12 years later, Ponzi case may wrap up. Remember that Ponzi scheme that hit Fairbanks back in the 1990s involving World Plus and Raejean Bonham? A couple of columns from the Fairbanks Daily News-Miner’s Dermot Cole this week — one is here, the other is here — say the financial complexities of the case are close to being sorted out.

“Bankruptcy trustee Larry Compton of Anchorage recently submitted his final report in the case and is awaiting Internal Revenue Service approval to distribute payments totaling $1.2 million to about 900 people who lost money in the scheme,” Cole writes.

Cole notes that $7 million has gone to administrative and legal expenses over the years. He also notes that Bonham spent years in prison but is now out.


Army unit headed to Alaska. A tidbit of military news showed up buried in an Associated Press story about U.S. Army growth in coming years. It’s this: Fort Richardson is due to get another group of soldiers. The story reports that a support unit currently in Fort Irwin, Calif., will shift to Fort Rich.

The total plan will affect 304 Army installations across the country, according to the story. The Army expects to grow by 74,000 soldiers by 2010.


Tax bill makes final leap. Stories from APRN and KTUU Channel 2 note that Gov. Sarah Palin has signed into law what she christened Alaska’s Clear and Equitable Share measure. ACES puts into place a new oil production tax that replaces the Petroleum Profits Tax, known as PPT.

ACES could mean billions more for the state treasury. Palin welcomed the measure as a “new beginning” in the relationship with the oil industry. But critics have warned the measure could deter new oil industry investment in the state.


Smoking ordinance blows away, for now. A story in The Nome Nugget notes that the Nome Common Council has backed off a no-smoking-in-public-places ordinance in part because of questions whether the proposal applied to bars. About 20 people showed up to air their views in a public hearing, with many of the opinions coming in strong on one side or the other.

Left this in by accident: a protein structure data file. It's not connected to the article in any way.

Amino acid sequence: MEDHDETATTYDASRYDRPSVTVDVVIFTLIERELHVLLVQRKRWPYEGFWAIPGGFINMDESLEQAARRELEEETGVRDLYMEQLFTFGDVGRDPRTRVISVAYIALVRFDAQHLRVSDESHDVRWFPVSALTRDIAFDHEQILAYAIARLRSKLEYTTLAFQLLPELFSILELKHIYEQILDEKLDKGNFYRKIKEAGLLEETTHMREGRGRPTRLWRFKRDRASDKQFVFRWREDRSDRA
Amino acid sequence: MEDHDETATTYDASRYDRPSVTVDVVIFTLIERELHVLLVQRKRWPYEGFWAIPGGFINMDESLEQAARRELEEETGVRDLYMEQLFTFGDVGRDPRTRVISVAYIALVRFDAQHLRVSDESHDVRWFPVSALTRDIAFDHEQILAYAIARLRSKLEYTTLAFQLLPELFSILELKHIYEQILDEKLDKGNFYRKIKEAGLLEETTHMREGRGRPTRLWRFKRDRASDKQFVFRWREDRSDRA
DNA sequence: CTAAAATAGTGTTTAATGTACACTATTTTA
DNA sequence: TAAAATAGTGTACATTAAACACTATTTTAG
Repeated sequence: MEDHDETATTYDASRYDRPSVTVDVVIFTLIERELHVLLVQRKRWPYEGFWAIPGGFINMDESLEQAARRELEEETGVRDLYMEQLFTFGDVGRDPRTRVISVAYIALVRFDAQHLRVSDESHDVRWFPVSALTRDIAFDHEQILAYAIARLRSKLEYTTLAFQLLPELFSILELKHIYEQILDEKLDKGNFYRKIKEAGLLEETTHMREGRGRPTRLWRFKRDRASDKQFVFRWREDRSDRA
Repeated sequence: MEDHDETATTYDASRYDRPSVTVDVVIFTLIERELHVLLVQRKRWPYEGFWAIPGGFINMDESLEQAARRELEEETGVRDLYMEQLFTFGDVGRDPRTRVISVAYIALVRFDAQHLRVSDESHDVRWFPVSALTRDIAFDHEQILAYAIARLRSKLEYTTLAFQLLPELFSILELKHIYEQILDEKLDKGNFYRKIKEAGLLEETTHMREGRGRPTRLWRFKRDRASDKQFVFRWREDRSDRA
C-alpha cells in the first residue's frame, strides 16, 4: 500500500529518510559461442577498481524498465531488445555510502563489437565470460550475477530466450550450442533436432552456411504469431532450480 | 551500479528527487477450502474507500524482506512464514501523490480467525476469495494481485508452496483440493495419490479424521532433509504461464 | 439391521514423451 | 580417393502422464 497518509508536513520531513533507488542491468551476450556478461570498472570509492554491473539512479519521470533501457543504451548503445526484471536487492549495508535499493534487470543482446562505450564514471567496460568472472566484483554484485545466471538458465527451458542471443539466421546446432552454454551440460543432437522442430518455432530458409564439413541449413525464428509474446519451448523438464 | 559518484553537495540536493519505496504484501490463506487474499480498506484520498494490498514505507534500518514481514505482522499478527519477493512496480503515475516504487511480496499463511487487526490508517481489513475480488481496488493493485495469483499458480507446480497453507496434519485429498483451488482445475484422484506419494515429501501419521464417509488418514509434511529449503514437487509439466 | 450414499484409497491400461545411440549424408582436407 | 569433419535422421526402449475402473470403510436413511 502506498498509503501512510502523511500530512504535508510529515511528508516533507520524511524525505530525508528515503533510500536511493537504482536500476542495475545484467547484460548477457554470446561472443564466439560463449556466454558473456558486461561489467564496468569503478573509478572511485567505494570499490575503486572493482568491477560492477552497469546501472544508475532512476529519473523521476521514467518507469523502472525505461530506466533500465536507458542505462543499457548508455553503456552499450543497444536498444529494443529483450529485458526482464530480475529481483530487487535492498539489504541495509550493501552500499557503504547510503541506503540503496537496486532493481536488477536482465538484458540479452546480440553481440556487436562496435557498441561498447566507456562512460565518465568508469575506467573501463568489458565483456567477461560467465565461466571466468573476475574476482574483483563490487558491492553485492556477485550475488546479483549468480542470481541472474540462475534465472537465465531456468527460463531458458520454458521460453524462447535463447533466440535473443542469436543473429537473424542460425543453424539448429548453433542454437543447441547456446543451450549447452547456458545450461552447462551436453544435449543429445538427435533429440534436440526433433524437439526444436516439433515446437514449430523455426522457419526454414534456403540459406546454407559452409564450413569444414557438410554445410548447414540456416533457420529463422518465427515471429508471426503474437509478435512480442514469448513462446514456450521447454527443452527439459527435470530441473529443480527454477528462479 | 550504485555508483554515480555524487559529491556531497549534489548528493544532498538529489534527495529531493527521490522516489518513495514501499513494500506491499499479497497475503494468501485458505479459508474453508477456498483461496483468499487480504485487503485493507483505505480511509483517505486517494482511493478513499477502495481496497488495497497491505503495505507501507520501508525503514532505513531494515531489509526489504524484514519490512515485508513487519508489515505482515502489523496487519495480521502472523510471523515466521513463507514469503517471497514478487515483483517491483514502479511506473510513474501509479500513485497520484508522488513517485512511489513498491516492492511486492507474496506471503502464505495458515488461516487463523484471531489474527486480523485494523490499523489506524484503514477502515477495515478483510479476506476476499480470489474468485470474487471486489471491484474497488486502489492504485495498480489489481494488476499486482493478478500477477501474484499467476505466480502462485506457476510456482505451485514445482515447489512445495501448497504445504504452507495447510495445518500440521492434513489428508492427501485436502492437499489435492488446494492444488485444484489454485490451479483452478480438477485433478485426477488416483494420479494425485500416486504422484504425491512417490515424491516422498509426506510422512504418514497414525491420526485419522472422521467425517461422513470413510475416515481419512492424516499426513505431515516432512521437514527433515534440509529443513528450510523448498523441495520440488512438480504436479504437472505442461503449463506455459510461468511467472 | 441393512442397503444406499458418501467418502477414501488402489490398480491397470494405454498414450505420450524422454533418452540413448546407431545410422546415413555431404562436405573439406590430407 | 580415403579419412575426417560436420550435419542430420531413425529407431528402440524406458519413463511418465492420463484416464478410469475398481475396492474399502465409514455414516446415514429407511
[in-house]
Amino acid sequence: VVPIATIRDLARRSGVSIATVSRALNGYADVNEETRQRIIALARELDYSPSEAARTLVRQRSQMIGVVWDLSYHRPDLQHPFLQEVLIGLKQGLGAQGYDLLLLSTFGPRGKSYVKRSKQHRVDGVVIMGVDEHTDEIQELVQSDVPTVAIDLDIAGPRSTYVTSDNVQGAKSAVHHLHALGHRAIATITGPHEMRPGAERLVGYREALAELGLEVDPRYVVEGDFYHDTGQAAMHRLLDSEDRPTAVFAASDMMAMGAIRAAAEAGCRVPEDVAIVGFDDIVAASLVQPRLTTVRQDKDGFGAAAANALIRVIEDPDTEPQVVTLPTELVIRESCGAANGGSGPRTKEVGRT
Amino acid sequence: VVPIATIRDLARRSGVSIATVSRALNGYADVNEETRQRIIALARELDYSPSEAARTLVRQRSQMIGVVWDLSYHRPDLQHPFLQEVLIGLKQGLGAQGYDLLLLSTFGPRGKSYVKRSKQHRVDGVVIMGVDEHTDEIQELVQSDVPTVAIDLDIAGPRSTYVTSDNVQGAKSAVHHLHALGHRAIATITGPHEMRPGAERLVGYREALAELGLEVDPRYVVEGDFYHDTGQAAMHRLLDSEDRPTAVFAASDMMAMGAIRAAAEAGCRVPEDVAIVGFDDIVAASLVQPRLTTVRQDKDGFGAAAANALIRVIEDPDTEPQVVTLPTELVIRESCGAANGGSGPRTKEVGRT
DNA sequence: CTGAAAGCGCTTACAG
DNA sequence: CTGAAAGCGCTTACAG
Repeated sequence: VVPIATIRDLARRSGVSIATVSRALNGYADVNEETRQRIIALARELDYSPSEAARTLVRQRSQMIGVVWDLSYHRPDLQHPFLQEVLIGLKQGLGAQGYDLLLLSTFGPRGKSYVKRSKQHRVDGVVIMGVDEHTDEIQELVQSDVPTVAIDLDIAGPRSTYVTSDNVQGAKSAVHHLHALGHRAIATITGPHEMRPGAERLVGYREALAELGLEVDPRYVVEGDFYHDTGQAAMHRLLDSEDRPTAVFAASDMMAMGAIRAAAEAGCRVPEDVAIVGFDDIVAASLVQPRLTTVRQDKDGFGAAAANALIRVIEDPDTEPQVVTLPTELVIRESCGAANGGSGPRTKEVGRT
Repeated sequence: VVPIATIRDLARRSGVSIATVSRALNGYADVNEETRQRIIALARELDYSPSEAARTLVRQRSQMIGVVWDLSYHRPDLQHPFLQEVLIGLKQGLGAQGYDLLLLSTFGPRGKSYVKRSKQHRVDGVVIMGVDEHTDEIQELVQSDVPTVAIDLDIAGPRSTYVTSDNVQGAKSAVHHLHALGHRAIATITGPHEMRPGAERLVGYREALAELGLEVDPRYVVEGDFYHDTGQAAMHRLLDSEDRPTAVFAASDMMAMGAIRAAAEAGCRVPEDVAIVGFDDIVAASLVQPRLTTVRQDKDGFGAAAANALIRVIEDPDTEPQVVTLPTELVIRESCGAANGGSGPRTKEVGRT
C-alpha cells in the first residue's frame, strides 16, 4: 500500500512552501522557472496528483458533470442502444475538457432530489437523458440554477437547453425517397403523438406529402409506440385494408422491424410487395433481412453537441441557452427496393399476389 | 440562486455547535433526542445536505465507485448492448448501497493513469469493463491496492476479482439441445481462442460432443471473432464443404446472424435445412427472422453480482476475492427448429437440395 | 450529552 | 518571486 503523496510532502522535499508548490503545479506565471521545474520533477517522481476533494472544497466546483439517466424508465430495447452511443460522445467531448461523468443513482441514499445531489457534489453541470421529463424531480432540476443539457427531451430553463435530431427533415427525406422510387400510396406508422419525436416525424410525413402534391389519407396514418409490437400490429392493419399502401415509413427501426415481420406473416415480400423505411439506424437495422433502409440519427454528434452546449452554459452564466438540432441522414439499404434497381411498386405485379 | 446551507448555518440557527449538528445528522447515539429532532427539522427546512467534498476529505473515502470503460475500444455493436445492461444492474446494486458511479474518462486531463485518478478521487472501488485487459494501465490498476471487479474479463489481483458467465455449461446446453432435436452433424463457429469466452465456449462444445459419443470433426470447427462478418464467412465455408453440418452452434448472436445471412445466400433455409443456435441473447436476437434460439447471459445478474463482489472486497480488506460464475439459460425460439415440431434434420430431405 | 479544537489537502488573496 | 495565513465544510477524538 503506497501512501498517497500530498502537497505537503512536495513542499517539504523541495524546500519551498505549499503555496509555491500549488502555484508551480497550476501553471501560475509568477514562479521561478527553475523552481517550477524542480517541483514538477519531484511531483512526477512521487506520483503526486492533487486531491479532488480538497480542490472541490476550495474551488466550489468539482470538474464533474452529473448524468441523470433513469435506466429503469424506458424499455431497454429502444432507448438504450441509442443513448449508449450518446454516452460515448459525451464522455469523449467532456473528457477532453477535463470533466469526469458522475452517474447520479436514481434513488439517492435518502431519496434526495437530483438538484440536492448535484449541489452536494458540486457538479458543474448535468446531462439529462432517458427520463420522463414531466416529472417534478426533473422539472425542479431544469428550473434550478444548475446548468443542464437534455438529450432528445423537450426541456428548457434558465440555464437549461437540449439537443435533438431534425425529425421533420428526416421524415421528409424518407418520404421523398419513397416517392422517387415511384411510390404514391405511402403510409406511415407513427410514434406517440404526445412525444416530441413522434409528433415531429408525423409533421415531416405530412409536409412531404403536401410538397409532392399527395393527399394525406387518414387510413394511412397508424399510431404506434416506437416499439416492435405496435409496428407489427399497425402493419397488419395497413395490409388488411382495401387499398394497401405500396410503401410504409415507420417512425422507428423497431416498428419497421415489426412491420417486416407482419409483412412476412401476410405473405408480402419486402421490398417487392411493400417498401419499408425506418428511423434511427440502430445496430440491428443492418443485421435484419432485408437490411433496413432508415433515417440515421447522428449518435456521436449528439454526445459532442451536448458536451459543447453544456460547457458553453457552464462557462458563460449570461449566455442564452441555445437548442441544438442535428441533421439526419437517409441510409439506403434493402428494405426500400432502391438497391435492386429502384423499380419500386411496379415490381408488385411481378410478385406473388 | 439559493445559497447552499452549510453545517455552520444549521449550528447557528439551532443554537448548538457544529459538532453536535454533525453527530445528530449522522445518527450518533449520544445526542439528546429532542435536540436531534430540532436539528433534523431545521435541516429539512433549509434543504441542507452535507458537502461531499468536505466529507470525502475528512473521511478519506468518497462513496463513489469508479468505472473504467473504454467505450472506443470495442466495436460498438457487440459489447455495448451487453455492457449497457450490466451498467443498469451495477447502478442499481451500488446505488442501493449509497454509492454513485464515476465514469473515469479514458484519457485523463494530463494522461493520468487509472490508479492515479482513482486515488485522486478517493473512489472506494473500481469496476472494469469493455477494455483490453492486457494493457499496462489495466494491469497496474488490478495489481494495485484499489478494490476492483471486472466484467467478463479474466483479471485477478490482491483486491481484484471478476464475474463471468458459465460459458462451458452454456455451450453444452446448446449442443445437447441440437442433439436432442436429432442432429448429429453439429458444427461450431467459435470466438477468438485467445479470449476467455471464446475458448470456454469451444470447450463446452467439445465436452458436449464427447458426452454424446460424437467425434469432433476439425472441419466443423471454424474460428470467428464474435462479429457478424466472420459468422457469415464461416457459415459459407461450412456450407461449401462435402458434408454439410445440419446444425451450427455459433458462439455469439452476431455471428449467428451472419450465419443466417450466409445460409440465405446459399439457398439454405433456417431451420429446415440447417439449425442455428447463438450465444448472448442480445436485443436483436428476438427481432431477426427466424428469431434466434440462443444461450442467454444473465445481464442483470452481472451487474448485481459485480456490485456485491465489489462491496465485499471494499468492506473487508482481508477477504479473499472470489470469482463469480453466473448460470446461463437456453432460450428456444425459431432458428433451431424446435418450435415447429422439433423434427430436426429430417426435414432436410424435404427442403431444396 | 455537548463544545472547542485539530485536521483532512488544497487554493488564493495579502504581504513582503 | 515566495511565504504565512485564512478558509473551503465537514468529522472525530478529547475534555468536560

The council plans to take up the ordinance again in January.


Alaska suit could blaze new trail. Alaska’s $1.8 billion lawsuit against Mercer, which claims the consulting firm’s mistakes contributed to the state’s $8.4 billion shortfall, could set the stage for “a showdown between U.S. government retirement funds and private service providers,” a Reuters story says.

“I think we are going to see more of these suits and they are going to be with even bigger pension plans than Alaska's,” said Steven Howard, a partner at law firm Thacher Proffitt & Wood LLP. “It puts the servicing businesses for pension plans on notice that they have to be very, very careful that the day in which they would never even think of being sued by the pension plans is over.”


Construction could dip in 2008. An Alaska Journal of Commerce analysis of construction spending in 2007 and predictions for 2008 sees good times behind us and slower times ahead. The story declares 2007 “a banner year,” with construction spending in the state totaling an estimated $7 billion.

The construction industry is looking ahead with great eagerness to a proposed natural gas pipeline, according to the story. Dick Cattanach, executive director of the Associated General Contractors of Alaska, is quoted saying: “Once they've laid out a timetable, we'll experience the whole boom psychology that comes with it. Gas might not start flowing for 10 years, but you'll see businesses saying ‘I need a new store or hotel’ or ‘I need this or that’ almost immediately.”

By Terry Carr